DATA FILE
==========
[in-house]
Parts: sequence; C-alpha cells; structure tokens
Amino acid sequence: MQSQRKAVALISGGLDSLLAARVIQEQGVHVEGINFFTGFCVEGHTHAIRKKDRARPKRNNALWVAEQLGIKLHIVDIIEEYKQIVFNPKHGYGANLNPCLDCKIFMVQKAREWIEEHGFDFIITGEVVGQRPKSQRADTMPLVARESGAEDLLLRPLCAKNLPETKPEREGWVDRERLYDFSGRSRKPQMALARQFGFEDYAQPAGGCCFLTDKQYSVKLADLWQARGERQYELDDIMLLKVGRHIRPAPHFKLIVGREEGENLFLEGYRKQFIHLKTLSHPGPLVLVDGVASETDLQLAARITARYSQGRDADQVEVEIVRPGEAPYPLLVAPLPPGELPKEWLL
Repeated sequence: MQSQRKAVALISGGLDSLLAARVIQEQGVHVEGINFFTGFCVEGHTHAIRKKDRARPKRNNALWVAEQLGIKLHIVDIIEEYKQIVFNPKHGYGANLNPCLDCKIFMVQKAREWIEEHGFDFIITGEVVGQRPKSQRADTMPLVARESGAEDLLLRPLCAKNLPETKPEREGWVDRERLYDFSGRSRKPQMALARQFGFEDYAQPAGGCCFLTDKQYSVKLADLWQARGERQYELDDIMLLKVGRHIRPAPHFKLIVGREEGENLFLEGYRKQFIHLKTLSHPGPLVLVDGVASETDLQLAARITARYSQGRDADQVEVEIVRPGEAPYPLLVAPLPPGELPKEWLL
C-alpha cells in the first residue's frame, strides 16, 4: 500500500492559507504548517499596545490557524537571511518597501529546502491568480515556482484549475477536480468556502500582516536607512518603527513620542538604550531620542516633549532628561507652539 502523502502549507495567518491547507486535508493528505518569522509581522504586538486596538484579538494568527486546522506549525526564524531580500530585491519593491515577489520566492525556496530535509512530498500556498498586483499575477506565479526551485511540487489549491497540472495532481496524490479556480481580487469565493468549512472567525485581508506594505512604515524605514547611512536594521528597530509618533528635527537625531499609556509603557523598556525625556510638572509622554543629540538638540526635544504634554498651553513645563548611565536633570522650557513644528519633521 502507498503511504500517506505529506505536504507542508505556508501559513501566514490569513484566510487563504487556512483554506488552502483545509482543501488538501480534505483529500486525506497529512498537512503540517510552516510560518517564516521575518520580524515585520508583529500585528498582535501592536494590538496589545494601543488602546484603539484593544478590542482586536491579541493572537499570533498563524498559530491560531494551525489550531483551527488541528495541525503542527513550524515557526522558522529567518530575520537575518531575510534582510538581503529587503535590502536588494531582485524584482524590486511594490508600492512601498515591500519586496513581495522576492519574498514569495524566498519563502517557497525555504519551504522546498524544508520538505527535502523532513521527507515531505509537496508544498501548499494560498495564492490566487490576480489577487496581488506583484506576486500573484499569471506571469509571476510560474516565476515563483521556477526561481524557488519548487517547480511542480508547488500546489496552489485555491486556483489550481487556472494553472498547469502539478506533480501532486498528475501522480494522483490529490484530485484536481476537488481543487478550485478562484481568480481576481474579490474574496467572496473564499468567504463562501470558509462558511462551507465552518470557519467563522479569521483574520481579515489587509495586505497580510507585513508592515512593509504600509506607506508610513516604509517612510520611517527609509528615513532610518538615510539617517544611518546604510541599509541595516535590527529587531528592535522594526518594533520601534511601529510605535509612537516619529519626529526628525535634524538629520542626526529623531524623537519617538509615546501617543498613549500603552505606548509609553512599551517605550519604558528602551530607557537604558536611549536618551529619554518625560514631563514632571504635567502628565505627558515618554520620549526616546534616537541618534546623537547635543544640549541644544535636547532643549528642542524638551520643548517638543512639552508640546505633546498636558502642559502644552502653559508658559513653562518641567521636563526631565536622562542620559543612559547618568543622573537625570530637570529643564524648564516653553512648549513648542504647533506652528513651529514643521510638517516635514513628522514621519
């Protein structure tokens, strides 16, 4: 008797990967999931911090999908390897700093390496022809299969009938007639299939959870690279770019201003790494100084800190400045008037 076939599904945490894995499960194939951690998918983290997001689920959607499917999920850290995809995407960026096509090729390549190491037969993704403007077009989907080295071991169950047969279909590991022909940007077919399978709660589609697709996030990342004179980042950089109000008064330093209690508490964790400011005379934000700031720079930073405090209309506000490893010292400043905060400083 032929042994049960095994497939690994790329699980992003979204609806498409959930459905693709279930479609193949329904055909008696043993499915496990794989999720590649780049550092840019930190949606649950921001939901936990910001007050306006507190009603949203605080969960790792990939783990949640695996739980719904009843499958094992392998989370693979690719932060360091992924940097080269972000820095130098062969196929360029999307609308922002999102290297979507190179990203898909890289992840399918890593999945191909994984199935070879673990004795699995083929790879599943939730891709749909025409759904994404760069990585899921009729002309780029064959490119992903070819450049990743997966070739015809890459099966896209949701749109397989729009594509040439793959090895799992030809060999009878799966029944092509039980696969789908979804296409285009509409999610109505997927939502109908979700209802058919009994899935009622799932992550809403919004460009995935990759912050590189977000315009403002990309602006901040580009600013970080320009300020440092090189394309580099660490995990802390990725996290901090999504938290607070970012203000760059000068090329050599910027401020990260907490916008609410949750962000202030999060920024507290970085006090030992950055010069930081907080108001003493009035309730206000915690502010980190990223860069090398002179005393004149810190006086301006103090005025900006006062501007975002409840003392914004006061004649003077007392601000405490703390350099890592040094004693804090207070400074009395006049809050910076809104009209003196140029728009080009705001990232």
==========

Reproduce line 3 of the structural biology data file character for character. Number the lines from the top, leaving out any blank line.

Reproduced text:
Amino acid sequence: MQSQRKAVALISGGLDSLLAARVIQEQGVHVEGINFFTGFCVEGHTHAIRKKDRARPKRNNALWVAEQLGIKLHIVDIIEEYKQIVFNPKHGYGANLNPCLDCKIFMVQKAREWIEEHGFDFIITGEVVGQRPKSQRADTMPLVARESGAEDLLLRPLCAKNLPETKPEREGWVDRERLYDFSGRSRKPQMALARQFGFEDYAQPAGGCCFLTDKQYSVKLADLWQARGERQYELDDIMLLKVGRHIRPAPHFKLIVGREEGENLFLEGYRKQFIHLKTLSHPGPLVLVDGVASETDLQLAARITARYSQGRDADQVEVEIVRPGEAPYPLLVAPLPPGELPKEWLL